ORIGINAL FRENCH ARTICLE: Bolivie. « ça change des présidents corrompus qui ne faisaient rien pour les pauvres »
by David Baché
Translated Friday 25 December 2009, by Henry Crapoand reviewed by
La Paz, private correspondance.
Since the beginning of its first term, in January, 2006, the bulk of the action of Evo Morales was aimed at the most dispossessed populations, indigenous and peasant women, who represent the majority of the inhabitants of the country, the poorest of South America. A literacy campaign, building of health centers, setting up of a minimum wage... in less than four years, the Bolivian president has implemented a long series of social programs.
The most significant of them, are the "Bonuses", the bonos, that are targeted financial aids such as the bono Juancinto Pinto, intended to struggle against school desertion. This year, more than a million eight hundred thousand children have thus received the equivalent of 20 euros.
Mariza Mamani is mother of three daughters in the neglected suburb of El Alto: " It allows me to buy good footwear for them, a satchel, notebooks, fountain pens... It is a very important help because before many children did not have all that, and they could not study." Pregnant women too have the right to their help: the bono Juana Azurduy. " It allows the mothers to be in good health, to give birth without complications," explains Marina Torres, a woman in the home in La Paz, the capital of the country. There are prenatal check-ups which allow the pregnant women to have free care at the health centres. After delivery, they watch the health of the child until he is two years old. My own daughter benefits from this program. Every month, she goes to the bank to withdraw her 120 bolivianos (12 euros). "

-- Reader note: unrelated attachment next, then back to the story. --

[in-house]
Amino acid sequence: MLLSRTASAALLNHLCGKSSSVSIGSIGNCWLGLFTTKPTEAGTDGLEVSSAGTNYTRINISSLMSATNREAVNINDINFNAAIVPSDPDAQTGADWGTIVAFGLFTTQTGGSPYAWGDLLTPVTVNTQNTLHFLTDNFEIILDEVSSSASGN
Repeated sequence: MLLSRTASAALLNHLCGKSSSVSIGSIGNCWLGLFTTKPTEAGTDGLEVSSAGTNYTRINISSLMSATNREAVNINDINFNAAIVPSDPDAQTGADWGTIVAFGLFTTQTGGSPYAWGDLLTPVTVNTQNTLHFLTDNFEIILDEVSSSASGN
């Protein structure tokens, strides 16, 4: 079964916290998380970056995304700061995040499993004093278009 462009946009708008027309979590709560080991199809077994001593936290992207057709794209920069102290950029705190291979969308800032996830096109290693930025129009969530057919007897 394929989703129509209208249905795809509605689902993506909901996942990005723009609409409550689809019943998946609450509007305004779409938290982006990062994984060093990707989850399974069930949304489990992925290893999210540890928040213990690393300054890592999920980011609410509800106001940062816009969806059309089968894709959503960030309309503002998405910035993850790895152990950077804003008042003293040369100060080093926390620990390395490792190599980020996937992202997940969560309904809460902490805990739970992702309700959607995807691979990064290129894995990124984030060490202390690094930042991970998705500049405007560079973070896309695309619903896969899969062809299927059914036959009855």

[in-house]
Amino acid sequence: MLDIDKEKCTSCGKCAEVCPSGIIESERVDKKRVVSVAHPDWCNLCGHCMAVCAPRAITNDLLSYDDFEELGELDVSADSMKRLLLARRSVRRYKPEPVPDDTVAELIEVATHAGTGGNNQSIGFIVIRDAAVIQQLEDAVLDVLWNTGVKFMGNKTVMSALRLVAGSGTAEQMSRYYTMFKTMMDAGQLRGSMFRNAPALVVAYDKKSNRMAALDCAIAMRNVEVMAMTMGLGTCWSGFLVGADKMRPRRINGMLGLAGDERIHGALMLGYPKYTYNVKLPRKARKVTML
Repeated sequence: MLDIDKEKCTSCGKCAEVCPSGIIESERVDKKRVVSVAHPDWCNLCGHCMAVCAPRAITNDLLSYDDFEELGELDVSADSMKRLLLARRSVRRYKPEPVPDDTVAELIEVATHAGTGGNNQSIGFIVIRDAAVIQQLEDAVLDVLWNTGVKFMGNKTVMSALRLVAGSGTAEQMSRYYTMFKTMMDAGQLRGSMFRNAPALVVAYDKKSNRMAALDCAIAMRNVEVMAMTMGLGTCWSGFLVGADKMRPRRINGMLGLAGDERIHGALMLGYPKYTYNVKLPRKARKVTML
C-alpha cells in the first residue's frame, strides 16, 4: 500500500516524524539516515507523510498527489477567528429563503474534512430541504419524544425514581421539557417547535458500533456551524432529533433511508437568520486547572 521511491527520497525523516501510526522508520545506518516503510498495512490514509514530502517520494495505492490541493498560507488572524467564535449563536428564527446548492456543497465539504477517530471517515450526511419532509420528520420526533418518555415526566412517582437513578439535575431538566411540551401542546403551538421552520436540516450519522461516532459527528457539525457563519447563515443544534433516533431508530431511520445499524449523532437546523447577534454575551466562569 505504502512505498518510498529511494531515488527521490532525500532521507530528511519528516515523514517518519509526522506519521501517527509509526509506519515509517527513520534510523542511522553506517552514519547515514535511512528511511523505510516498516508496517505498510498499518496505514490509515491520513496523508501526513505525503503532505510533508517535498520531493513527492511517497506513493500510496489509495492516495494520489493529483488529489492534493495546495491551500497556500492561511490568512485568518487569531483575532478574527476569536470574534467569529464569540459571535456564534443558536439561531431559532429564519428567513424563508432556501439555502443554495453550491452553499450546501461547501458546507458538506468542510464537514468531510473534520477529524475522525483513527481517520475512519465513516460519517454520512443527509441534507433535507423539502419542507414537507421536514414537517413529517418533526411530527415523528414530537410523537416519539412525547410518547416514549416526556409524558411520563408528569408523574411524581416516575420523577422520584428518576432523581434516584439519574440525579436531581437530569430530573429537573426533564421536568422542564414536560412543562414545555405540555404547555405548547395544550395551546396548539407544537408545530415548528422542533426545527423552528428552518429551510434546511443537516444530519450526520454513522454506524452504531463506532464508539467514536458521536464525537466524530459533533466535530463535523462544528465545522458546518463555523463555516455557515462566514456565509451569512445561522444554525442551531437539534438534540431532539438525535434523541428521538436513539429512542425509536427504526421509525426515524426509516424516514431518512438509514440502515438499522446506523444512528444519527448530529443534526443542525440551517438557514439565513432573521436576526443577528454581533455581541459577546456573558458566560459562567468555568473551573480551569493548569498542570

Don Felix is an former miner. Since two years, he is receiving the renta dignidad, a general retirement scheme for those who are more than sixty years, the equivalent 20 euros. “This amount allows me to buy my food. Because now , I am not able to work anymore. Before elders suffered , they could not feed themselves and this was the case mainly in the countryside. Now, when they are in need of anything , they can buy them for themselves."
First indigènous president in the history of Bolivia, Evo Morales has at last given back their place to the long time neglected people. « Things have changed, assures Marina Torres, herself of aymara origin. Before there was discrimination. When people like us, poor people, who have dark skin, were dealing with the administration, they did not heed to us. But since Morales is president, we are better cared for. »
After about twenty years of successive neoliberal governments, the mandate of Evo Morales marks a new awarenes in the political conscience of many Bolivians. Evo, as they call him here, is not only a new president : "He is like us", Don Felix is delighted; At sixty-seven years, he has seen a good number of presidents. Now it is different from former corrupt presidents, millionaires who have done nothing for the poor people. Now we exist. » According to the government, one Bolivian out of four would benefit today from bonos, which are only a part of the social measures adopted in the course of last four years. In its study on the economic perspectives of America 2009, the International Monetary Fund itself, with which Bolivie does not maintain the best relations, acknowledges the success of these programs and encourages the government to pursue them. It seems that Evo Morales will have five more years in front of him to do it.